Rather, God provides us with the tools that we need to solve our problems ourselves.
We cannot solve our problems because we lack virtue. And without virtue, one cannot see very well. Greed, jealousy, envy, and insecurity blind us from the answers we seek. Is this not a true reflection of our lives?
What we lack cannot be found by chance. Virtue comes to us only when we approach God. And if you think this foolish, you do not grasp reality. Let me explain: An engineer studies for at least four years before we trust them to build our structures. Similarly, one must explore spiritual theory and practice for at least seven years before they gain a firm grasp on reality. Without this study, one is agnostic. Agnostic derives from the word gnosis, meaning knowledge. The agnostic therefore understands that they are without knowledge and takes the honest position that they cannot evaluate the matter at hand.
Accordingly, if one has not approached God for many years, when one hears that “Virtue comes to us only when we approach God,” the self-aware response is that one is agnostic. One lacks the knowledge to know if this is true or not. And being agnostic, one has four choices.
Do not let laziness trap you. Do you recall from the twentieth century the discovery of quantum mechanics? Quantum mechanics upended our understanding of physics. Behaviour at the subtle, quantum level appeared incompatible with the mathematics that underpinned macro physics.
Many scientists doubted quantum theory because it did not reflect the world that we see and touch. Quantum theory informed us that at life’s most microscopic levels, that which we see as solid is predominantly empty; matter takes position as both a wave and particle; and quantum-entangled particles respond to each other at enormous distances. But to the lazy or uninformed observer, a table is solid, not empty; something is either light or particle, not both; and information cannot travel faster than the speed of light. To such a mind, quantum theory is clearly inconsistent with reality.
Indeed, society accepted quantum mechanics only after Planck, Einstein, Bohr, Heisenberg and other renowned physicists thoroughly investigated the matter. And so it will be for “Virtue comes to us only when we approach God,” but with even greater difficulty. Society will accept this statement only when a critical mass of the human population sufficiently explores spiritual theory and practice and personally experiences its accurateness.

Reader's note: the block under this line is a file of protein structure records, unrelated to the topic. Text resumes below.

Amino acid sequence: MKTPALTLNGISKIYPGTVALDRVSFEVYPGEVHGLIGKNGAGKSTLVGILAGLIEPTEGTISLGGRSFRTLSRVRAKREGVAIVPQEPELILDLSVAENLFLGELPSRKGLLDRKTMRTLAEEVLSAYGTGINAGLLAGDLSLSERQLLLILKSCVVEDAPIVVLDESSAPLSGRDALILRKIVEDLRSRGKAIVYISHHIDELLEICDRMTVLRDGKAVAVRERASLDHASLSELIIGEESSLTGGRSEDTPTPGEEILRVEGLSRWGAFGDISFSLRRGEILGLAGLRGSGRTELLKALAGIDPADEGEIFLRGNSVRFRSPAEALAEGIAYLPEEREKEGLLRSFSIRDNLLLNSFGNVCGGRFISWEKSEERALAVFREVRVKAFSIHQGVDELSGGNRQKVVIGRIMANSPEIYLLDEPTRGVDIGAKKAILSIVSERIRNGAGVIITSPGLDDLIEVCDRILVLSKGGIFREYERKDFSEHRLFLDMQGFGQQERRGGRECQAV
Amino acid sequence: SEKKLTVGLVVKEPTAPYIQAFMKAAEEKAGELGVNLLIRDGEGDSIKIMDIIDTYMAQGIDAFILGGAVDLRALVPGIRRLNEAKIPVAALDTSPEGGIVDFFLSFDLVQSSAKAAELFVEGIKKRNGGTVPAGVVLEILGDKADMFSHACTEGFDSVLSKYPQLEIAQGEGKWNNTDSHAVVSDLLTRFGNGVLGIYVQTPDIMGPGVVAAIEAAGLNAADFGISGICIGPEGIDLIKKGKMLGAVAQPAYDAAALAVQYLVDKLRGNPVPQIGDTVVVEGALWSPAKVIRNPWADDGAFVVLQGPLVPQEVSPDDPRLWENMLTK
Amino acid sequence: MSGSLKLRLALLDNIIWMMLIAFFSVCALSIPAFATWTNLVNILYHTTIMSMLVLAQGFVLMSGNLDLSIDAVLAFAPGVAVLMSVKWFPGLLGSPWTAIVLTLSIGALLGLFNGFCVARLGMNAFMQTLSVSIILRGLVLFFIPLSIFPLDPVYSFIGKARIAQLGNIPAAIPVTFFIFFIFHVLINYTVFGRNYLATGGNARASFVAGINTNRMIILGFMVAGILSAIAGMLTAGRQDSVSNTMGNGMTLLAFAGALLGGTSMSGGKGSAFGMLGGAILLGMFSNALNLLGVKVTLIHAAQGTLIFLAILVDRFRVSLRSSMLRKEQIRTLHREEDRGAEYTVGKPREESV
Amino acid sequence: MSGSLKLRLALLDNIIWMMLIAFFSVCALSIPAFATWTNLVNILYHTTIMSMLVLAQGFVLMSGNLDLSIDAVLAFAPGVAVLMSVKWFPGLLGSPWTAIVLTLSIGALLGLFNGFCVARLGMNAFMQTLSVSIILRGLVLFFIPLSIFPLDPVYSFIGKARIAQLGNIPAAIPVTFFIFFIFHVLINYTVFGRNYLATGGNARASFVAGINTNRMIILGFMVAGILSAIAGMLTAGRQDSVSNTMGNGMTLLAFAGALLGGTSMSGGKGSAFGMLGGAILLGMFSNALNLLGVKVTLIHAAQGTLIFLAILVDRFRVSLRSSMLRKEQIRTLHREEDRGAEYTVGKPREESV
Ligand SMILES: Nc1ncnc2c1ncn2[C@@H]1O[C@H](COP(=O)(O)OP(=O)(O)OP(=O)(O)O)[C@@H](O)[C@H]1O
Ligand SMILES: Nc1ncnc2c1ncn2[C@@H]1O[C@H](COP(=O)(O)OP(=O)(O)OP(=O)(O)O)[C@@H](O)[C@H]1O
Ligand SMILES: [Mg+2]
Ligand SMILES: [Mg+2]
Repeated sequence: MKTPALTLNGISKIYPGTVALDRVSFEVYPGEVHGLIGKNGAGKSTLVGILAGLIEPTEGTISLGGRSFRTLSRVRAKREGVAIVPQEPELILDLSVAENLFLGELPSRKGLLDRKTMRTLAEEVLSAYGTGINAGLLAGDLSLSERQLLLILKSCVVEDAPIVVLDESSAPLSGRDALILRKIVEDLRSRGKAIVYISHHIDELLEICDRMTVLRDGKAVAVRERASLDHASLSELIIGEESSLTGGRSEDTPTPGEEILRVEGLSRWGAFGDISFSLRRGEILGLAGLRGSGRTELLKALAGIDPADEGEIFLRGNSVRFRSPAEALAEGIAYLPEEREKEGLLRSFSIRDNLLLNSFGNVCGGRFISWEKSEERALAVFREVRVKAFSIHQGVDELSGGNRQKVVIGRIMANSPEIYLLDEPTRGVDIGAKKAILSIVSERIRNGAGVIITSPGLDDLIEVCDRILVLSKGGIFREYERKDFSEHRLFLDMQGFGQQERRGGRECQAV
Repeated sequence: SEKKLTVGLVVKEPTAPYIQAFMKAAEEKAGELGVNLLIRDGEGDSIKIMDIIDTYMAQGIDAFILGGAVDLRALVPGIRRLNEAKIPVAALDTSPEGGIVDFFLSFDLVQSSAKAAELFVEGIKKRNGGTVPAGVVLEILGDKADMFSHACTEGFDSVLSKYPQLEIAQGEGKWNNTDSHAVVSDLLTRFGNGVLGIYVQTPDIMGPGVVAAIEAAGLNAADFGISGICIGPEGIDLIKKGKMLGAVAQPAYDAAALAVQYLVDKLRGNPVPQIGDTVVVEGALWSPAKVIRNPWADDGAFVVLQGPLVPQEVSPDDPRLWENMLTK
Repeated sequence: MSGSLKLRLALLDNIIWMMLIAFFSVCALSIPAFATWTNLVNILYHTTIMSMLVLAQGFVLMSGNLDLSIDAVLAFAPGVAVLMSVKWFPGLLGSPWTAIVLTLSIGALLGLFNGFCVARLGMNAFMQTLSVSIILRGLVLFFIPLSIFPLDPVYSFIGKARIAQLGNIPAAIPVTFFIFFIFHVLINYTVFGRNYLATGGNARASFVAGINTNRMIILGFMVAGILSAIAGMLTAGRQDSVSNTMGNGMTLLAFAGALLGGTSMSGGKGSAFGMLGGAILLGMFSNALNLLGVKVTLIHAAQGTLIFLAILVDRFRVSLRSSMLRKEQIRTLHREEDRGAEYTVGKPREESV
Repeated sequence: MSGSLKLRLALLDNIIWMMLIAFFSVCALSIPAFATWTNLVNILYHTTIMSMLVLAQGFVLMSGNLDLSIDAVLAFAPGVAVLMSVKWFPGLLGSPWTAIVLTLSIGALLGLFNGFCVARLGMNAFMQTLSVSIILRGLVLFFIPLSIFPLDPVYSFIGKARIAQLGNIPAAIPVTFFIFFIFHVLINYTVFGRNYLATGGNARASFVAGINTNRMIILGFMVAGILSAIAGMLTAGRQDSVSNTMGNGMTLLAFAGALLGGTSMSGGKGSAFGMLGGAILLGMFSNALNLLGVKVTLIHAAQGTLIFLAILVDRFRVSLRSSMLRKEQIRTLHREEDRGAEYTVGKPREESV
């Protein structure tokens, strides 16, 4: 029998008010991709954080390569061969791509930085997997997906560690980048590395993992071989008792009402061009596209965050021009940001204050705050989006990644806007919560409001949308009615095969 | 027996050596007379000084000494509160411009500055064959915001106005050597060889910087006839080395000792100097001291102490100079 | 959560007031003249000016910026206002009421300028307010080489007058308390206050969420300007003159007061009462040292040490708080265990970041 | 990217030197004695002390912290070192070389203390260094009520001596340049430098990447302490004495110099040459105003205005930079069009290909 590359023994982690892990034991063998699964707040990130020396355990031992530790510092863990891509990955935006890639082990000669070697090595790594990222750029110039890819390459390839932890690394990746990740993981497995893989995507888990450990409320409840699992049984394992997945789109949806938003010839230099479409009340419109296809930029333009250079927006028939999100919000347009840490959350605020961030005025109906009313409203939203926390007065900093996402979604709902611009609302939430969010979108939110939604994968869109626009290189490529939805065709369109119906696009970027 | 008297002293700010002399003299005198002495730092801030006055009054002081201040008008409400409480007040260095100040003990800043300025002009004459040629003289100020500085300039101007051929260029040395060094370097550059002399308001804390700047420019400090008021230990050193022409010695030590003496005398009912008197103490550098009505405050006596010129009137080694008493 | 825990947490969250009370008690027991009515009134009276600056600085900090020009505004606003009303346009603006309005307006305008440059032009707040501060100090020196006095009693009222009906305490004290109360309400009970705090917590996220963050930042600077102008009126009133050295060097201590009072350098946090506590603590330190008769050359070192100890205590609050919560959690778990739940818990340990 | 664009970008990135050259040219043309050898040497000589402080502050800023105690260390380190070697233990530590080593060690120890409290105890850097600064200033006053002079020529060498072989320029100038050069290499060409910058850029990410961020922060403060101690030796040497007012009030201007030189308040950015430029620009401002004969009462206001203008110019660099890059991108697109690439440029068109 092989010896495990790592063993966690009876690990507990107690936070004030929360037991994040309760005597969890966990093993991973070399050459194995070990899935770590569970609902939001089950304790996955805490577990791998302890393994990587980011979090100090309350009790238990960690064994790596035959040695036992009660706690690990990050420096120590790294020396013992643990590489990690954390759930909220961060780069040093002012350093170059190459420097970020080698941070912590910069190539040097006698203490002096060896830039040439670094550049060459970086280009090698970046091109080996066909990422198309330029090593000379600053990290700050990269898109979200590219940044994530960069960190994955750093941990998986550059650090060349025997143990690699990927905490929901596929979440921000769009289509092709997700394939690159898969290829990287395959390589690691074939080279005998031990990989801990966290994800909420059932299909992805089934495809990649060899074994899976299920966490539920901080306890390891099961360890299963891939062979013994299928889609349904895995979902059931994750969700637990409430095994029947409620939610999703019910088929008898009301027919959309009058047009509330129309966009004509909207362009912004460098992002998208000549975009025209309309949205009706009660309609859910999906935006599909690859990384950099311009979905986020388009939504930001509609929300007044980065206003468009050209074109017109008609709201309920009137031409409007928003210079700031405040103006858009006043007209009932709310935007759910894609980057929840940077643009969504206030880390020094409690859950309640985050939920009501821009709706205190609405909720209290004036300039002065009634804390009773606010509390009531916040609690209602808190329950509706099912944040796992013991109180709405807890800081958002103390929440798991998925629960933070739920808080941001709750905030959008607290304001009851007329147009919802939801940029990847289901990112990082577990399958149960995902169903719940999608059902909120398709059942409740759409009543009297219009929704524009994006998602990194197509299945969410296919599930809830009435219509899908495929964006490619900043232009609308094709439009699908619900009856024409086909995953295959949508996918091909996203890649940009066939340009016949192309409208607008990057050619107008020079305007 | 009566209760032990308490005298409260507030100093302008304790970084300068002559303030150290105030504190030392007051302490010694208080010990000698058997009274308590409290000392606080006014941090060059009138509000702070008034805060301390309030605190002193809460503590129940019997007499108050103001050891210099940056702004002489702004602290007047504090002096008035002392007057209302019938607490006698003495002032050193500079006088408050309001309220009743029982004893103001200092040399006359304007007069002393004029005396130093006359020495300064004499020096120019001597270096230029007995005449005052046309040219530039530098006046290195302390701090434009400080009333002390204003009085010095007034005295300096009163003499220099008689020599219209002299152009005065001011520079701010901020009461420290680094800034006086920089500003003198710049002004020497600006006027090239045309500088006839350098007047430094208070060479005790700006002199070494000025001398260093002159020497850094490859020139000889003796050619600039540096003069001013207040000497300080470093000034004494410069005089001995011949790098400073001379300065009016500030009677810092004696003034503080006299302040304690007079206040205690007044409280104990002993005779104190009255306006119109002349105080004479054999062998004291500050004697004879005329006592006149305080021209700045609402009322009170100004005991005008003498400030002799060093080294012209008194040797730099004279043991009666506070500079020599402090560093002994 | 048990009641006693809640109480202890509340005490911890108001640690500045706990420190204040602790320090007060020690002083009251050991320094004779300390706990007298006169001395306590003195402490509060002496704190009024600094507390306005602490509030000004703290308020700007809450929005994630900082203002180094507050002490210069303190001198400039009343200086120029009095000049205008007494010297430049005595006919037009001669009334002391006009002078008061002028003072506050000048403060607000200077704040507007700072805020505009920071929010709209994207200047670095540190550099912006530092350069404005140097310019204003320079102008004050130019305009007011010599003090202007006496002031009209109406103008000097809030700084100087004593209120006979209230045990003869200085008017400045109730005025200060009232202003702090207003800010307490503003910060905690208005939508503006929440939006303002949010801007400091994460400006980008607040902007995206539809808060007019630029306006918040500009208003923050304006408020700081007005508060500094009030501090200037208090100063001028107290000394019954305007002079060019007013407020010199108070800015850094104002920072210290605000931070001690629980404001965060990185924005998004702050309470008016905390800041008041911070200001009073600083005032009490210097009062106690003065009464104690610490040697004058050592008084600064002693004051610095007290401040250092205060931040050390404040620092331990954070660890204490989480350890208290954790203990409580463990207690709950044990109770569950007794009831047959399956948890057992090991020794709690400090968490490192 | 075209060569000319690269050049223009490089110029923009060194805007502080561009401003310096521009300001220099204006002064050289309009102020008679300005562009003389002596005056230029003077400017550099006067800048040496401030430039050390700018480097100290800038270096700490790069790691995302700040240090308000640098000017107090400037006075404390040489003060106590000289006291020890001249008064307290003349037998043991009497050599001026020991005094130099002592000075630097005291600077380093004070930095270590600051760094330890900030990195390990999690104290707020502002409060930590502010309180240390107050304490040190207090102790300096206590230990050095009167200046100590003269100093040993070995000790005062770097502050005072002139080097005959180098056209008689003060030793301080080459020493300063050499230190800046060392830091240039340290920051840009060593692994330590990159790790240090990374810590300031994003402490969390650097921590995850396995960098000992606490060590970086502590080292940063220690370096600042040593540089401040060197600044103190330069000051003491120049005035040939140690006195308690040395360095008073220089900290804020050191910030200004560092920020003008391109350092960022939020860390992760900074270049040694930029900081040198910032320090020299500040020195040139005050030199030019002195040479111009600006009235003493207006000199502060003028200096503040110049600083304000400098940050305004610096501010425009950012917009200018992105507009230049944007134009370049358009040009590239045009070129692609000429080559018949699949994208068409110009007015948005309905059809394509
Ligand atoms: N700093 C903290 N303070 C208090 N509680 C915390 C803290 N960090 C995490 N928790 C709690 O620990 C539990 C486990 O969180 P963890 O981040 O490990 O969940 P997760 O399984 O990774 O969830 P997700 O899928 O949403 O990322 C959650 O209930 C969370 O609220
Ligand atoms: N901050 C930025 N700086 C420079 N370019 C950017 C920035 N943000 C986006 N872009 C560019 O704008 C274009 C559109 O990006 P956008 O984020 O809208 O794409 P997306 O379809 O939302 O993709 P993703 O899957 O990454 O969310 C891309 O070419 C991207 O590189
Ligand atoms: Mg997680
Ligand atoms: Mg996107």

Approaching God begins with a swelling curiosity about the existential nature of life. You might ask yourself: Who am I? Why am I here? What is my purpose? Does life continue after death?
Such curiosity will move you toward spiritual theory and practice. You will be drawn to the theory of the Holy Bible, Bhagavad-Gita, Tao Te Ching, or Noble Qur’an. You will begin practices such as mindfulness, meditation, prayer, or yoga.
Such theory and practice will awaken further questions. You will therefore seek out answers to these questions through yourself and others. And if you are sincere, a bona fide spiritual teacher will enter your life and provide guidance.
Such extended exploration brings about a change in perspective about yourself and others. Internally, you discover a newfound mental clarity; life touches you more deeply than before; and simplicity calls to you more than extravagance. Externally, you are more patient with others; compassion arises naturally within you; and forgiveness feels lighter.
With such change in perspective, you begin to realise that virtue does indeed only come to us when we approach God.
Without virtue, greed, insecurity, and envy blind us from discovering the solutions to our greatest challenges. But we cannot attain virtue by chance. Virtue comes to us only when we approach God. In this way, God does not solve our problems directly. Rather, God provides us with the elevated perspective that we need to solve our problems ourselves.